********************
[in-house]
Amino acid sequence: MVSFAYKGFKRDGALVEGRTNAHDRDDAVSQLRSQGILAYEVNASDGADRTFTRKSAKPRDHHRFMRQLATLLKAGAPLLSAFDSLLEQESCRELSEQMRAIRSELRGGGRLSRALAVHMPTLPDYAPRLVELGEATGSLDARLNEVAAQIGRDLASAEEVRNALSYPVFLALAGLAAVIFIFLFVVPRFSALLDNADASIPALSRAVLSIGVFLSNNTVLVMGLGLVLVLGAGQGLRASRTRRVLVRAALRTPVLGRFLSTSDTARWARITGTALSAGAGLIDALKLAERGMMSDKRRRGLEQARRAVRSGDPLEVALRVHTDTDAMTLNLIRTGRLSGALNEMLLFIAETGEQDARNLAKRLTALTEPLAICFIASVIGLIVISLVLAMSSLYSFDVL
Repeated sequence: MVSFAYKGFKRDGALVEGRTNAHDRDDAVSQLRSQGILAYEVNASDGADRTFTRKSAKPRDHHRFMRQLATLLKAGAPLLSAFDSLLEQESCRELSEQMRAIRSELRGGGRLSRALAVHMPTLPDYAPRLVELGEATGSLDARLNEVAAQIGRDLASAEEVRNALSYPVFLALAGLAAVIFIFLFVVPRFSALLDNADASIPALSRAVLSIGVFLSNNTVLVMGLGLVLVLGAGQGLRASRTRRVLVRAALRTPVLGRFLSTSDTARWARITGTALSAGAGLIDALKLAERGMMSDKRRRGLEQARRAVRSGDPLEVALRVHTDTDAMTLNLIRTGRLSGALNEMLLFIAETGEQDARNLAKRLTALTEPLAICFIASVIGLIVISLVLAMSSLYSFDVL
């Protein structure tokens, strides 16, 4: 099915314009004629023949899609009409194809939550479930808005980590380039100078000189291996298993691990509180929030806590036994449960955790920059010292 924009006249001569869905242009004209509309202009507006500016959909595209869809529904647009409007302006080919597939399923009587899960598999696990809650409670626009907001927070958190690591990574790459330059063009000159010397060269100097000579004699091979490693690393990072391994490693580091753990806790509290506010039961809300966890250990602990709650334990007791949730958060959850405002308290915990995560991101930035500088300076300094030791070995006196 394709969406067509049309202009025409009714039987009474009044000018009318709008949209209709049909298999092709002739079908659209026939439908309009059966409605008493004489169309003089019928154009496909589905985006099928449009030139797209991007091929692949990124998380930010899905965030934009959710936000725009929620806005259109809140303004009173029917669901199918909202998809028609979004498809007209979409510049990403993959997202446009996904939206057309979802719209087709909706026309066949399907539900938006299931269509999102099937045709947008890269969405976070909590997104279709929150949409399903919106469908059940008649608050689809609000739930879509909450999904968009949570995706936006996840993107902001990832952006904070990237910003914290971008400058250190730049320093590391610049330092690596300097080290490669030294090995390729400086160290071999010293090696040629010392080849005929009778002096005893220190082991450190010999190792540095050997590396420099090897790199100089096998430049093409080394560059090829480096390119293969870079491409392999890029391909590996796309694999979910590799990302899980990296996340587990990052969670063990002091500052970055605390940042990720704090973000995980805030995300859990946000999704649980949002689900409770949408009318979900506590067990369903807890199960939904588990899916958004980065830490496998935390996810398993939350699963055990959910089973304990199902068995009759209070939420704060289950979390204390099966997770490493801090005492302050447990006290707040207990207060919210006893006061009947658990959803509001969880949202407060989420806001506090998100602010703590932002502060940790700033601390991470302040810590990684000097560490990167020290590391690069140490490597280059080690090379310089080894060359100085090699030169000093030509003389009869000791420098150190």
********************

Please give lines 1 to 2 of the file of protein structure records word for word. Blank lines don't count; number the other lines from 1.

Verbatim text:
[in-house]
Amino acid sequence: MVSFAYKGFKRDGALVEGRTNAHDRDDAVSQLRSQGILAYEVNASDGADRTFTRKSAKPRDHHRFMRQLATLLKAGAPLLSAFDSLLEQESCRELSEQMRAIRSELRGGGRLSRALAVHMPTLPDYAPRLVELGEATGSLDARLNEVAAQIGRDLASAEEVRNALSYPVFLALAGLAAVIFIFLFVVPRFSALLDNADASIPALSRAVLSIGVFLSNNTVLVMGLGLVLVLGAGQGLRASRTRRVLVRAALRTPVLGRFLSTSDTARWARITGTALSAGAGLIDALKLAERGMMSDKRRRGLEQARRAVRSGDPLEVALRVHTDTDAMTLNLIRTGRLSGALNEMLLFIAETGEQDARNLAKRLTALTEPLAICFIASVIGLIVISLVLAMSSLYSFDVL